UClinux has two frequently used libc libraries: UC-libc and uclibc. Although the two names are very similar, there are actually differences. Next we will briefly introduce the differences between the two. UC-libc is the first library developed for uClinux and is supported by Jeff Dionne and kenth albanowski to port m68000 on Linux-8086 C library source code in the ekls project. UC-libc is a complete libc implementation, but some APIs are non-standard and some libc standards are not implemented. UC-libc stably supports m68000, ColdFire, and arm without MMU. Its main design goals are "small" and "light", and try to be consistent with the standard, although its API is compatible with many libc, but it does not seem to be as consistent with all standards as it expects.

Uclibc is developed from UC-libc to solve this problem. All its APIs are standard (correct return types, parameters, and so on). It makes up for the libc standard that is not implemented in UC-libc and has now been transplanted to multiple architectures. Generally, it is compatible with glibc as much as possible to make it easier for applications to rewrite with uclibc. Uclibc can be used in standard VM Linux and uClinux. To simplify the application, it can even be compiled into a shared library on many platforms that support MMU. Erik Anderson has done a lot of work behind uclibc. Uclibc supports many series of processors: m68000, ColdFire, arm, MIPS, v850, x86, i960, iSCSI, superh, Alpha, PowerPC, and Hitachi 8. The increasing platform support shows that uclibc can easily adapt to new architectures. The uClinux release provides an environment for you to choose to use UC-libc or uclibc for compilation. For m68000 and ColdFire platforms, it is better to choose UC-libc because it supports shared libraries, which are frequently used by these CPUs. Uclibc works well with almost all platforms.

Newlib is an open-source C language library for embedded systems. It consists of two libraries: libc and libm. It features lightweight, fast, and can be transplanted to many CPU Structures. Newlib implements many complex functions, including String Support, floating point operations, memory allocation (such as malloc) and I/O flow functions (printf, fprinf ). Among them, libc provides the implementation of the C language library, while libm provides floating point operation support.

VII. C language library selection

When the GCC compiler is compiled for ARM, different configuration options are specified for GCC, And the C language library is different. By default, the GCC compiler uses glibc, you can also use uclibc/UC-libc (basically compatible with the glibc API). When you use -- With-newlib, the GCC compiler does not use glibc. When glibc is not cross-compiled, you can use -- With-newlib to disable glibc connection and compile the bootstrap GCC compiler. From the T-Linux and T-arm-elf in the config/ARM directory under the GCC source directory, we can see that different -- targets also affect GCC connection to the C language library, t-Linux (-- target = arm-Linux) uses glibc by default, and-arm-elf (-- target = arm-elf) uses-dinhibit_libc to disable glibc connection, in this case, we can use newlib and other C language libraries to compile the GCC tool chain.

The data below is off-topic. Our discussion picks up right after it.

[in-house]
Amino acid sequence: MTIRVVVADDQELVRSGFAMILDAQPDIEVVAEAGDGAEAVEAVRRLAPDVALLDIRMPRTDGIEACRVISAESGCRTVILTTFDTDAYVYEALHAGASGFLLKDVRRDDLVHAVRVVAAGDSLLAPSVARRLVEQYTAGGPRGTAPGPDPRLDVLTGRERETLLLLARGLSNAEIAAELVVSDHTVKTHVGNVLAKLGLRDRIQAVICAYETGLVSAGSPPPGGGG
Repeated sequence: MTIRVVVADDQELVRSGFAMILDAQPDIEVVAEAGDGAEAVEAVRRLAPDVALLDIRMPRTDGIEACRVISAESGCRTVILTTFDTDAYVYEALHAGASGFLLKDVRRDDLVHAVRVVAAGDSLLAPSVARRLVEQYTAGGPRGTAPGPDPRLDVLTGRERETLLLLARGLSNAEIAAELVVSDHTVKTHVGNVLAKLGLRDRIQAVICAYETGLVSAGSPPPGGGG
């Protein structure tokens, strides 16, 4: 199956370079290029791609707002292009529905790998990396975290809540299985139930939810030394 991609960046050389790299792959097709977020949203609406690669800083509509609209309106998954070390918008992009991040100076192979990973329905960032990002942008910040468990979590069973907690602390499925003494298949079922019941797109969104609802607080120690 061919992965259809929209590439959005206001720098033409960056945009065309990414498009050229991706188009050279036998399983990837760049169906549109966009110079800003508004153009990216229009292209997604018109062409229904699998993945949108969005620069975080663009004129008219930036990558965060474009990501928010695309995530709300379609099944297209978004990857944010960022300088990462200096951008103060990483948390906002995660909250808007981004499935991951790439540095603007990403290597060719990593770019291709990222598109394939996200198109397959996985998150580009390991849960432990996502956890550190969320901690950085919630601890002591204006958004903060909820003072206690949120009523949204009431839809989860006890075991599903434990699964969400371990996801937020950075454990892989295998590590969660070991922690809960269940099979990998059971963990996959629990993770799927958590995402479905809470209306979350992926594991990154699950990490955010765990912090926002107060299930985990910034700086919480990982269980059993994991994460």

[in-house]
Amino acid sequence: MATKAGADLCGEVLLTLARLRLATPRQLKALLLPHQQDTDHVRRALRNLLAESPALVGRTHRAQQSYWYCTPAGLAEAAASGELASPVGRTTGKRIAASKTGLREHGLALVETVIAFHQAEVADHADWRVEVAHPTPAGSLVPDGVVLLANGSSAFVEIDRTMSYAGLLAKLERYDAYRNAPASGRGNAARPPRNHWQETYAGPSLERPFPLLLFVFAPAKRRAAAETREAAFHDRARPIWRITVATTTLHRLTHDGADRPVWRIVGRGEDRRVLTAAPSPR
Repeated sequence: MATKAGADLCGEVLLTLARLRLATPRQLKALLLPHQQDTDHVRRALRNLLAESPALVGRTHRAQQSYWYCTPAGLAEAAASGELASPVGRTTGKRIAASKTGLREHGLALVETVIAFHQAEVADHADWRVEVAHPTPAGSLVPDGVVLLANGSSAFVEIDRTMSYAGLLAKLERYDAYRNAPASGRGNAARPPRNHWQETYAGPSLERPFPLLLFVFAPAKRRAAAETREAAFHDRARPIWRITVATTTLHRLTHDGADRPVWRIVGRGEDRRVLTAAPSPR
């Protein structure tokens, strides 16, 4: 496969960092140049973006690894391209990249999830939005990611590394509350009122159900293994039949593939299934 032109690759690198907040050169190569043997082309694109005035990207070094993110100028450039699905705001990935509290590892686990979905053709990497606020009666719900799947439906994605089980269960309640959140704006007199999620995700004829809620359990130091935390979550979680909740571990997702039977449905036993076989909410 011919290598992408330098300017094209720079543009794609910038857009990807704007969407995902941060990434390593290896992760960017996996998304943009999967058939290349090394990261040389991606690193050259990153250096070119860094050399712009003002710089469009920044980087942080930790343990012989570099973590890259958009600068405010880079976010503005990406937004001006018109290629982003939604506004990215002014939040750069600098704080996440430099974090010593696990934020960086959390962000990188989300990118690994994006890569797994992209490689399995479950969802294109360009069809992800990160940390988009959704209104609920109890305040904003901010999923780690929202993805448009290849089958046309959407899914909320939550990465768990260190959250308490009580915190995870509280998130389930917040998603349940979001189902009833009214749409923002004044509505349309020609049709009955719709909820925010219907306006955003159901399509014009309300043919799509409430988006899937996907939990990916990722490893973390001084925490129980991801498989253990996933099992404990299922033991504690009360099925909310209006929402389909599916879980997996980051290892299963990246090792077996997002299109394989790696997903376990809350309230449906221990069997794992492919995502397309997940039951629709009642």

Although the GCC tool chain is configured with different C language libraries, these C language libraries can be used to support GCC, and there is no major difference in the processing of core data. Therefore, the differences between ARM-Linux-* and arm-elf-* are mainly manifested in the implementation of the C language library, such as the implementation of different system calls and different function sets, different Abi/startup codes and different system features are slightly different.

There is no absolute standard for the use of arm-Linux-* and arm-elf-* To eliminate implementation differences between different libraries. GCC can compile any system. Both arm-Linux-* and arm-elf-* Can be used to compile bare metal programs and operating systems, but the system programs are more coordinated when following the descriptions below:

  • Arm-Linux-* For LINUX-running arm machines, it depends on the specified C language library glibc, because glibc Linux is also used, the compilation of arm-Linux-* on the arm machine running Linux is more harmonious.
  • Arm-elf-* is an independent compilation system. It does not rely on the specified C language library glibc. It can use other C language libraries such as newlib and does not require support from the operating system, when using some lightweight C language libraries designed for embedded systems, it compiles bare metal programs (without programs for large operating systems such as Linux), such as monitoring programs, bootloader and so on can make the system program more compact and fast.